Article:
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patchy lawn


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teach nua
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PostPosted: Mon May 05, 2014 2:16 pm    Post subject: patchy lawn Reply with quote

I sowed a new lawn in Apr 2012 and I've been disappointed with it ever since Sad Its approx 1/2 acre in size around a newly built house. The site is part of what was originally a field for grazing. We imported good quality topsoil to help with levelling the lawn and to put topsoil back where it had been excavated from during construction. A no. 2 lawn seed was used as far as I can remember.

The lawn is forever patchy, growing taller and stronger in parts and staying low and not growing nearly as much in others and these differences can
be seen right next to each other. Around the perimeter of the lawn, next to a hedge, growth is generally good. I've attached some photos taken a few days ago. I applied 50Kg of 18-6-12 about 3 weeks ago. This seems to have brought on the good patches but the poorer patches are still not as good. There are weeds present as well, There were thistles which I spot sprayed about 4-5 weeks ago and now that these have died and there are now gaps where they were. We do get rabbits in the lawn, quite a good few this year but I dont think they are accounting for grass pattern as there was alot less rabbits last year and the patchiness was the same.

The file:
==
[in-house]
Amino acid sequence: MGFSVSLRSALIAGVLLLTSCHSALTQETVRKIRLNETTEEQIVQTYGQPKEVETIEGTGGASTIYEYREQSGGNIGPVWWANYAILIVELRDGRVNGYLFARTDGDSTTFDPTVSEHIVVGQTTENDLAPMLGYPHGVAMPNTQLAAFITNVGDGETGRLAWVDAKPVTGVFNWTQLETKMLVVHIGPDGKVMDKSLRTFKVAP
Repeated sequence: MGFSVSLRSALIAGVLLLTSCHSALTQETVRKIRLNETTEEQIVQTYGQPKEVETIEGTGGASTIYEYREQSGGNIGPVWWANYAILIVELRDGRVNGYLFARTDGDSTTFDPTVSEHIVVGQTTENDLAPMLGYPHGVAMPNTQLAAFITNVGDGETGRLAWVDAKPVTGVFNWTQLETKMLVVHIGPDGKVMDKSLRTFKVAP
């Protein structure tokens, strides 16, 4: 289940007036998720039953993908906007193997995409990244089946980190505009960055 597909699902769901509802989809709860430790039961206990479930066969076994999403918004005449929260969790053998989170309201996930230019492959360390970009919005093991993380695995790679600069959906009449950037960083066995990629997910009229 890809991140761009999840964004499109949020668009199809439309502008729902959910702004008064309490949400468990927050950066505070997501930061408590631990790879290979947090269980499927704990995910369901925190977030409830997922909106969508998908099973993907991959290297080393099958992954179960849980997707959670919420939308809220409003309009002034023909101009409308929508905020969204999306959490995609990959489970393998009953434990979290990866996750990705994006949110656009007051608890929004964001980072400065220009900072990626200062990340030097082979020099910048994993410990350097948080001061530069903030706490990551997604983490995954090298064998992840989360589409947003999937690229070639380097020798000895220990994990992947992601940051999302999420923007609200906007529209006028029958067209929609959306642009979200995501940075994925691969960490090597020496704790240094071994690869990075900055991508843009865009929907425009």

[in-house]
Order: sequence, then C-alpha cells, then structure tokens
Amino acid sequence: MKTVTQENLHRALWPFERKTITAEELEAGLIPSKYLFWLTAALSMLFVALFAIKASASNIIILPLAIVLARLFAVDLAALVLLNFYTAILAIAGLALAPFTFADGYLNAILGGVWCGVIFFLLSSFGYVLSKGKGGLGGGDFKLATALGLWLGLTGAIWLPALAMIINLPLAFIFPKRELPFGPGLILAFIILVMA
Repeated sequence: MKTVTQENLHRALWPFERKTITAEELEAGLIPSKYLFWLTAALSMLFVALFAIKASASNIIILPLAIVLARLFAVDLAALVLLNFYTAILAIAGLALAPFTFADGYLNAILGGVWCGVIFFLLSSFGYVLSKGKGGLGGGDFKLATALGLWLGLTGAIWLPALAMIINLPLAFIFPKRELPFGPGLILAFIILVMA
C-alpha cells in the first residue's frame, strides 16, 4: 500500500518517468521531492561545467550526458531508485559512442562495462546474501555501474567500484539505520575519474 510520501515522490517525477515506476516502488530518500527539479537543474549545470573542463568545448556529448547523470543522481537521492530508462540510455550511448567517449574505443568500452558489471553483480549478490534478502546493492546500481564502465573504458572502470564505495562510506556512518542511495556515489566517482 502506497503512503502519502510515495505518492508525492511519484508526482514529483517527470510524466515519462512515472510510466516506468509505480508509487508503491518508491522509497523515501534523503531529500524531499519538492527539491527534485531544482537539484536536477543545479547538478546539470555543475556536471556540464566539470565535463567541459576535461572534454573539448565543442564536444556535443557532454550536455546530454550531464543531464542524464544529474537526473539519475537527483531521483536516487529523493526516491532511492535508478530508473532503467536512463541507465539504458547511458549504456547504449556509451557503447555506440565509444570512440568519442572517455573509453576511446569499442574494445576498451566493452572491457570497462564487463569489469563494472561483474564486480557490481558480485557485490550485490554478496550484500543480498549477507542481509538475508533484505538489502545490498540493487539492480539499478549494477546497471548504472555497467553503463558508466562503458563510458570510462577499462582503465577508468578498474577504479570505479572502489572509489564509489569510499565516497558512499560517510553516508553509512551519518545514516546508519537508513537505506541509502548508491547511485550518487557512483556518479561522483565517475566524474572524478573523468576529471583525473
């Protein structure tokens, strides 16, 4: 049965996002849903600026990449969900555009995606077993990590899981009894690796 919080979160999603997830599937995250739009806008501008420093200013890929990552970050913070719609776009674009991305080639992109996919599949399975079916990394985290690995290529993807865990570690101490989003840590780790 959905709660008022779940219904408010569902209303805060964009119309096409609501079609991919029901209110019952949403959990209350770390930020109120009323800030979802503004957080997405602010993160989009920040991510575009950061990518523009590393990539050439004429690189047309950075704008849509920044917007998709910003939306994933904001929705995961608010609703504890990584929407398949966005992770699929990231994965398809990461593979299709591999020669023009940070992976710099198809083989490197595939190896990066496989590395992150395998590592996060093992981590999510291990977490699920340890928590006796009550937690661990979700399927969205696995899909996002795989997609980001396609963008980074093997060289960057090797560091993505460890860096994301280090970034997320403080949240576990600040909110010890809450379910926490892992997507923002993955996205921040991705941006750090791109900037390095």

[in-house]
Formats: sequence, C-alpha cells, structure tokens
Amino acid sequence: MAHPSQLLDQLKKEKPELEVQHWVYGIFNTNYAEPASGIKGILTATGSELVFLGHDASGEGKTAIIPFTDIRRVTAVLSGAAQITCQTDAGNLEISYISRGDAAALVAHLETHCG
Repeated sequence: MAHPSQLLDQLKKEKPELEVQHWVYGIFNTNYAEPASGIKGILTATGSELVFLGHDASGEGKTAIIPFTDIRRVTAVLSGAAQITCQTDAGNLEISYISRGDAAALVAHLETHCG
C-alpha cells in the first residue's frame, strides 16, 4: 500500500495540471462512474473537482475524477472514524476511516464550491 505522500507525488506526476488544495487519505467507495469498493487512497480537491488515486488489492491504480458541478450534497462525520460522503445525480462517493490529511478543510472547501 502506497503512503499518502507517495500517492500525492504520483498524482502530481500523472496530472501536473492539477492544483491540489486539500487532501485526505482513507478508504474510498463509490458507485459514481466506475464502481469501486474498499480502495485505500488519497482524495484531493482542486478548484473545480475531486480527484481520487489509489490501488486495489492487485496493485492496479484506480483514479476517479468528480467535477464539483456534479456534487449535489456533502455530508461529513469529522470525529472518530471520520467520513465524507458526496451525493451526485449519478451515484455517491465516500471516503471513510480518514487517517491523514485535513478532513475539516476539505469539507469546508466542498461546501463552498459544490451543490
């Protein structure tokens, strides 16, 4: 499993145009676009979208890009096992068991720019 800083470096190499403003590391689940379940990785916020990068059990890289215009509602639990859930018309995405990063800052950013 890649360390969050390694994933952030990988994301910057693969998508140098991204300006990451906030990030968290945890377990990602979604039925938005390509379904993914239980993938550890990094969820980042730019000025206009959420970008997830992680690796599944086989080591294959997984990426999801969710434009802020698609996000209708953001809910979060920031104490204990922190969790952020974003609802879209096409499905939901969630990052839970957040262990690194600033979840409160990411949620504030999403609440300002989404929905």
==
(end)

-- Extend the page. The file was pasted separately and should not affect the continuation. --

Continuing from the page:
I have a raised percolation bed which is part of the lawn and was sown much earlier than my 'patchy' lawn and is doing great. This was sown with hayseed and since 2012 I wish i had used hayseed for the rest of the lawn. I know it means more frequent grass cutting but anything is better than looking at a patchy lawn.

Is the patchy/weediness curable? should I be looking at spreading some hayseed through the lawn?

Any advice is greatly appreciated.



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Greengage
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PostPosted: Mon May 05, 2014 3:06 pm    Post subject: Reply with quote

the pictures show , Meadow buttercup, speedwell, and scutch grasses,